Career paths: Which Type of Social Work is Right for You?
One of the exciting aspects of pursuing a career in social work is the ability to connect with a wide range of people facing a diverse array of challenges. Social work centers around helping individuals in need, and professionals in the sector have many avenues to pursue personal areas of passion along the way. This is particularly evident in a Bureau of Labor Statistics (BLS) report detailing the breadth of the human services sector.
At their core, human services workers are focused on improving the lives of the people around them. The specifics can vary a great degree depending on job role, but duties often include evaluating patient needs and working to meet those requirements. This includes formalized planning and care delivery processes, but the end goal is inherently personal and has far-reaching implications, the report explained. A few population groups human service workers interact with include children and families, the homeless, immigrants, people with addictions, veterans, and the elderly.
Besides working with diverse groups of people, social workers often get to help individuals deal with everyday tasks, meaning they are empowering struggling individuals to live healthy lives.
With so many options in play, it may prove difficult to choose how to specialize. To help, here’s a look at a few major branches of social work and what you can expect when you specialize in each one.
Child, family and school social workers
Family life presents a variety of social challenges that can leave parents and children struggling to cope with daily demands. Social workers specializing in child, family, and school settings help individuals deal with issues they are facing in healthy and productive ways. The BLS defined the roles thusly:
Social work for children: These social workers focus on the social and psychological well-being of children. Activities often include arranging for foster care or adoption and helping abused children.
Social work for families: Many of the duties performed to support children in need of social services come into play in family care, but social workers who specialize in interacting with families must also be able to assist parents.
Social work in schools: Providing social services in school settings often focuses on aiding students facing teen pregnancy, struggling with misbehavior issues or frequently missing classes. However, individuals hoping to work in school settings must also be prepared to interact with faculty and staff on an advisory basis.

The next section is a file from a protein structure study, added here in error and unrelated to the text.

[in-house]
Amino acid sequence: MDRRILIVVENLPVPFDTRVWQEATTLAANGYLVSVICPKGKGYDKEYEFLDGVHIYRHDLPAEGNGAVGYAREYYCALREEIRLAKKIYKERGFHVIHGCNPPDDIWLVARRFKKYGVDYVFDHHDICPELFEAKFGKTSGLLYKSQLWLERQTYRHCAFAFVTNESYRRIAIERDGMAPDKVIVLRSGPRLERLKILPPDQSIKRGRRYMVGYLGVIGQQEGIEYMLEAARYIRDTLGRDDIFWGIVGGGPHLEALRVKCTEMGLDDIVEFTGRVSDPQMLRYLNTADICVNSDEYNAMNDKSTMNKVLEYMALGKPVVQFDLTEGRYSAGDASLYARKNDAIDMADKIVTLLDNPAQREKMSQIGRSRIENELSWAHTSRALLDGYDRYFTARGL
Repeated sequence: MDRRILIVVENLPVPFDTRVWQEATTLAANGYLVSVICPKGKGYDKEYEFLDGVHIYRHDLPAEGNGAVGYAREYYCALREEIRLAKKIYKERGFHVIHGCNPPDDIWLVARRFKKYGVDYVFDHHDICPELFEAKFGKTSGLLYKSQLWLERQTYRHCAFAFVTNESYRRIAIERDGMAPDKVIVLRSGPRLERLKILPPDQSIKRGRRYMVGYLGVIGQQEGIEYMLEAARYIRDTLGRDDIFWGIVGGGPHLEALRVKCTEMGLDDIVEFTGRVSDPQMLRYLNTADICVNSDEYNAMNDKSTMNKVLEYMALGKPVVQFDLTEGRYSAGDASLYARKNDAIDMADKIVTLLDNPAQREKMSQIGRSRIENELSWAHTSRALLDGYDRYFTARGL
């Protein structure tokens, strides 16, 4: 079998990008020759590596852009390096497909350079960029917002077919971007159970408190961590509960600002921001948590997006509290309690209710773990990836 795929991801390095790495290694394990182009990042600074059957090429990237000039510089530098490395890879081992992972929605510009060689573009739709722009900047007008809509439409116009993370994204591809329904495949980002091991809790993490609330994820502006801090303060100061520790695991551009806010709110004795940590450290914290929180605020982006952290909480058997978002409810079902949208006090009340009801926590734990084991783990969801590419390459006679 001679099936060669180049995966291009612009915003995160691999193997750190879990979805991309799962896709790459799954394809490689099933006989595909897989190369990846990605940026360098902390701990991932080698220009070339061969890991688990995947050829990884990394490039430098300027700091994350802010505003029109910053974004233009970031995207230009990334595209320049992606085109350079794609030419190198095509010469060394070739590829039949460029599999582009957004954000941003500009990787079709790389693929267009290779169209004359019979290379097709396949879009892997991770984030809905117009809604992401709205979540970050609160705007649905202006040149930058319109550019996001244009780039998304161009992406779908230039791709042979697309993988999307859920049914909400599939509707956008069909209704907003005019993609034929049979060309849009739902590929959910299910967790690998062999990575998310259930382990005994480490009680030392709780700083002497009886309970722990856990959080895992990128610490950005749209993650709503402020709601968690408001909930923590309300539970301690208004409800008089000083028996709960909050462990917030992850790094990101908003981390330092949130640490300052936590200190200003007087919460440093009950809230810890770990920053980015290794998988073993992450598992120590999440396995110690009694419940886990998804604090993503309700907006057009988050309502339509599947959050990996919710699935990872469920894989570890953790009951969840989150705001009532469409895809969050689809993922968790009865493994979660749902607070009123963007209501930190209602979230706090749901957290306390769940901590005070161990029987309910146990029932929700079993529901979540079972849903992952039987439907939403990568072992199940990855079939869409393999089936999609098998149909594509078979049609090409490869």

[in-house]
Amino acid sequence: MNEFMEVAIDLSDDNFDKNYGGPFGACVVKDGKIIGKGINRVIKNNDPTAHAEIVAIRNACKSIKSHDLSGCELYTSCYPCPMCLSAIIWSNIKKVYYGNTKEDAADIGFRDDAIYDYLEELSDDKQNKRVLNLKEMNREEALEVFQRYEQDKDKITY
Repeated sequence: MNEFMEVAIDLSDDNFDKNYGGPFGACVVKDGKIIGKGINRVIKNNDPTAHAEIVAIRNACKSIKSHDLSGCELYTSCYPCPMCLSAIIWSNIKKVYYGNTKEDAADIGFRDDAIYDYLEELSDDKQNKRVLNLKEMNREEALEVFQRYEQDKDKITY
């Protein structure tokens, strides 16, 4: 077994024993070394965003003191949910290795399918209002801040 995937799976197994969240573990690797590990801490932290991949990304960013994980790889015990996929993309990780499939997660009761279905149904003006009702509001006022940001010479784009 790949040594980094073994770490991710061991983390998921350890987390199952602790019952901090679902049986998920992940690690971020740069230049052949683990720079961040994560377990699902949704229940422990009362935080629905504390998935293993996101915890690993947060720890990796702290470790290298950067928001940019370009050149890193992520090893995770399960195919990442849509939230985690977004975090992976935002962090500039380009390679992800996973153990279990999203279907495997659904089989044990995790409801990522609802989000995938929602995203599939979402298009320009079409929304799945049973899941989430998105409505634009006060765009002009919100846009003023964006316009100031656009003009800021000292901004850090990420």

All of these roles share similar points of emphasis. They involve helping children and adults on a regular basis. The BLS estimates that there are almost 300,000 individuals employed in child, family, and school social work settings. Many of these professionals work in school settings, where mean annual salaries are $62,170.
Social and community service managers
Community programs represent a vital component of the social services sector as they often are designed to meet highly-specific demands within a specific area. According to the BLS, social and community service managers take a leading role in coordinating the day-to-day activities and operations of community groups.
This managerial role can include serving as a connecting point for community and organizational stakeholders as they determine what services are most important, figuring out how best to measure the effectiveness of programs, performing data analysis to assess services, managing and creating budgets, running outreach activities to create community awareness, and identifying what services the community needs, the BLS explained.
A social and community service manager must be prepared to take on a myriad of administrative roles as well. The BLS pointed out that, depending on the size of the organization, the manager may be responsible for everything from recruiting and hiring to direct interactions with clients and service delivery. Essentially, the manager is the face of the community organization.
Based on BLS data, approximately 27 percent of social and community managers work in individual and family services. Another 18 percent function in state and local government, but outside of education and hospitals. In terms of pay, those in state and local government, but not in health care or education, experience the highest median salaries ($74,070). Managers in religious, grant making, civic, professional or similar services organizations make a median annual wage of $65,180.
Individuals in the social and community service management role in nursing and residential care facilities, individual and family services and community and vocational rehabilitation services can expect to see fairly even wages, with median annual salaries falling within $1,000 of one another in the $57,000 to $58,000 per year range.
The relatively high salaries for social and community service managers is also met with a high job growth outlook to make this a potentially attractive career option. The BLS estimates that employment will increase by 10 percent in the sector for the period of 2014 through 2024, a figure that is not only well above average, but also higher than general management occupations, which are only expected to grow by six percent.
Health care social workers